Southampton march on past shot-shy Manchester United
Manchester United 0 Southampton 1
This will be remembered grimly by the Manchester United faithful as the game when they failed to manage one shot on target despite having Wayne Rooney, Robin van Persie, Angel Di Maria and Juan Mata, £150m worth of attacking talent, on the pitch.
United supporters will also shudder at the memory of the final few minutes when their famous side, a club associated with wing play and incisive attacking, resorted to hoisting long balls towards Marouane Fellaini, raising unwelcome echoes of the darkest moments under David Moyes last season. It was like watching the Halle being forced to play Chopsticks.
United are surely meant to be more sophisticated than this.
Louis van Gaal loves attacking football and will have been frustrated as any United diehard at this tame display, rivalling their opening-day defeat to Swansea City as their worst display under the Dutchman (excluding the third string's rout by MK Dons). At least they scored three times in the shock loss at Leicester City.
United were uncertain defensively, lacking ideas and urgency in midfield and toothless in attack, a painful reality that made the exclusion of Radamel Falcao even more bemusing.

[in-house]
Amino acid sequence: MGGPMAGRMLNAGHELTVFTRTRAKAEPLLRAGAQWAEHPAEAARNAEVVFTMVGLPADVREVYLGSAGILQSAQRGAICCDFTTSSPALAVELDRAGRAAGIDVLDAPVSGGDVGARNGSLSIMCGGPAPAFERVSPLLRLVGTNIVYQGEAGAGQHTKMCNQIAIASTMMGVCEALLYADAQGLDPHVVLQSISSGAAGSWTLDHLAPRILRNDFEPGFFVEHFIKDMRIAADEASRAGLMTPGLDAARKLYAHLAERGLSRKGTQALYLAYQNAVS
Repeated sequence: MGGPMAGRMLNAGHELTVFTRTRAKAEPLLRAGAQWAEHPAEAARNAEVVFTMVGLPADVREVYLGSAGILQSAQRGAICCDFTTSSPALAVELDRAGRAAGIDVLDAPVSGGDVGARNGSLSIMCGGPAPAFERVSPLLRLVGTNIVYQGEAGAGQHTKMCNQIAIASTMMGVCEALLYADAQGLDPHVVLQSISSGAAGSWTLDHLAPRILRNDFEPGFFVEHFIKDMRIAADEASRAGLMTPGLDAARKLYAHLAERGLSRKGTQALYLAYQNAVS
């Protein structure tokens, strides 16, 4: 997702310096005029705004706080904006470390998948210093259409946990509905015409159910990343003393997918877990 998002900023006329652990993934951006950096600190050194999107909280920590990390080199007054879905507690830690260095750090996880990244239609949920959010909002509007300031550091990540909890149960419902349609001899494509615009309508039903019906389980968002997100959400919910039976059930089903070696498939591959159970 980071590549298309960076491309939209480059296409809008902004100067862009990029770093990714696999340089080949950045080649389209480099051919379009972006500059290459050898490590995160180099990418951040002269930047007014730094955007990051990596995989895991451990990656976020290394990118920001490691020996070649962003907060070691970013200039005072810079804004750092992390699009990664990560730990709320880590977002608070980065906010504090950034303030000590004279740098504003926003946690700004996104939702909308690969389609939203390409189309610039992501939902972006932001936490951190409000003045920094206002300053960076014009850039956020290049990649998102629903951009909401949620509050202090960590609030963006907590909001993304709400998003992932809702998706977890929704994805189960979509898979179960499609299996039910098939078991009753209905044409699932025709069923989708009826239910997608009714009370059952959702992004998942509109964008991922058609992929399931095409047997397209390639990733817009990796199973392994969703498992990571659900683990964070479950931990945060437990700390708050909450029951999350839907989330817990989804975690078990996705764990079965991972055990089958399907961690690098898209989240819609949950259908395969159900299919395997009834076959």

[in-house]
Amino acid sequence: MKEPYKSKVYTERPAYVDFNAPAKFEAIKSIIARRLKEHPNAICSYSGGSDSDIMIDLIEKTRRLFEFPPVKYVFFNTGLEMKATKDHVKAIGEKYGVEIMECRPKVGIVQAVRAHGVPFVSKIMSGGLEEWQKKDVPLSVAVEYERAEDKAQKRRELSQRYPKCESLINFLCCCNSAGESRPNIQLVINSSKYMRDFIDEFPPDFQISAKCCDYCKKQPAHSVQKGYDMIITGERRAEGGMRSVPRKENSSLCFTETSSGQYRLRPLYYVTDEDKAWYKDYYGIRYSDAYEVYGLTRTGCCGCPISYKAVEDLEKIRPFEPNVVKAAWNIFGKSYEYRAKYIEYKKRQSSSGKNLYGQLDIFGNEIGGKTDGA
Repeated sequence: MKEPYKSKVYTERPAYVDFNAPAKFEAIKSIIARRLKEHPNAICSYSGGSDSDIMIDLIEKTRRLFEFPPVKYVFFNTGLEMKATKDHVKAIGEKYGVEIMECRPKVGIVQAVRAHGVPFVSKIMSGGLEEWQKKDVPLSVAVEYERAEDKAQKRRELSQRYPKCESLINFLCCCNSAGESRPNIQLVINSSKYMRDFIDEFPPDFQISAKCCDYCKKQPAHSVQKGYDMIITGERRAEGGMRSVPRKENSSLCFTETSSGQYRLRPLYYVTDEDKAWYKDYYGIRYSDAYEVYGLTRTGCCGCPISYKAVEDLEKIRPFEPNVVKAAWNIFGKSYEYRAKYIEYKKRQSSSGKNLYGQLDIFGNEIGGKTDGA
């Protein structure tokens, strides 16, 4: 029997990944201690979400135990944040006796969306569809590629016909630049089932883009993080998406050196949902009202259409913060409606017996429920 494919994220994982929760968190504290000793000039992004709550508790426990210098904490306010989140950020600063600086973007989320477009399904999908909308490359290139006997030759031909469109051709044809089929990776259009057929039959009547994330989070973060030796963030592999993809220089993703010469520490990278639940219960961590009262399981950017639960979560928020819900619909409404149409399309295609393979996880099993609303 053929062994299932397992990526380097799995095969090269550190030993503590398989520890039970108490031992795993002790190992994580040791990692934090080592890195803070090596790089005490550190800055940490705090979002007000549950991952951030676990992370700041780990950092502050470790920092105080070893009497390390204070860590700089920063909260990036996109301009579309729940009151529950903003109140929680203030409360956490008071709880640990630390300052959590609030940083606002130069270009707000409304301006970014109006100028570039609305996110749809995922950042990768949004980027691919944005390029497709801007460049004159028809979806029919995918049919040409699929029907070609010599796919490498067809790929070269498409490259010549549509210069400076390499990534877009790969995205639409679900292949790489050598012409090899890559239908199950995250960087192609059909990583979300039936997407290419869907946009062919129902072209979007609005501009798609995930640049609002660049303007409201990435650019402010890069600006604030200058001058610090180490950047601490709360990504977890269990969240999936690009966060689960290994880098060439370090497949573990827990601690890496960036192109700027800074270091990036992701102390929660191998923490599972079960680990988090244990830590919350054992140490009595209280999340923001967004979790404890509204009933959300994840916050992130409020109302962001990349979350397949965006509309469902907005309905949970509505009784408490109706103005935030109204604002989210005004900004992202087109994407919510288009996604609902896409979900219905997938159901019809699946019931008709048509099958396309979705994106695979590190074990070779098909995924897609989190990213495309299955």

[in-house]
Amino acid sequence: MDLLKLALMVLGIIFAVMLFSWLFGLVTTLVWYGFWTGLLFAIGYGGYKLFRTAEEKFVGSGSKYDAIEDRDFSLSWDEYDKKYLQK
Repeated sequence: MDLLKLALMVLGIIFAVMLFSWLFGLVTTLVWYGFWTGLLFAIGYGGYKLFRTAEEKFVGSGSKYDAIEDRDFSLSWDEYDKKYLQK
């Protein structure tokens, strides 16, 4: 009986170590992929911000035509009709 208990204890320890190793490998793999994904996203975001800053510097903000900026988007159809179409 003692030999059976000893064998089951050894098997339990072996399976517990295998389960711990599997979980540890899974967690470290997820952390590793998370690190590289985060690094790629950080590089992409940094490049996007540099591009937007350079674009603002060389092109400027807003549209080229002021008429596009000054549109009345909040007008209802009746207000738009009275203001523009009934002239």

Van Gaal preferred to have three centre-halves, two holding midfielders and only one striker, the promising but raw James Wilson, on the bench (as well as Victor Valdes).
Given that United have been mulling over whether to make Falcao's loan move from Monaco permanent, his absence hardly signalled a long-term union.
For all the focus on United's frailties, they were made to struggle by the excellence of Southampton, who recorded their first win here in 27 years.
The visitors were superior in all departments. Their captain, Jose Fonte, was exceptional at the back, making good interceptions and setting the tone for the determination that coursed through his team.
Few defensive midfielders in the Premier League are currently as accomplished as Morgan Schneiderlin, who was ably partnered by Victor Wanyama in stopping many United moves at source, particularly in closing the space around Rooney and Mata.
It was another dominant display by Schneiderlin which will have wealthy clubs coveting his substantial services.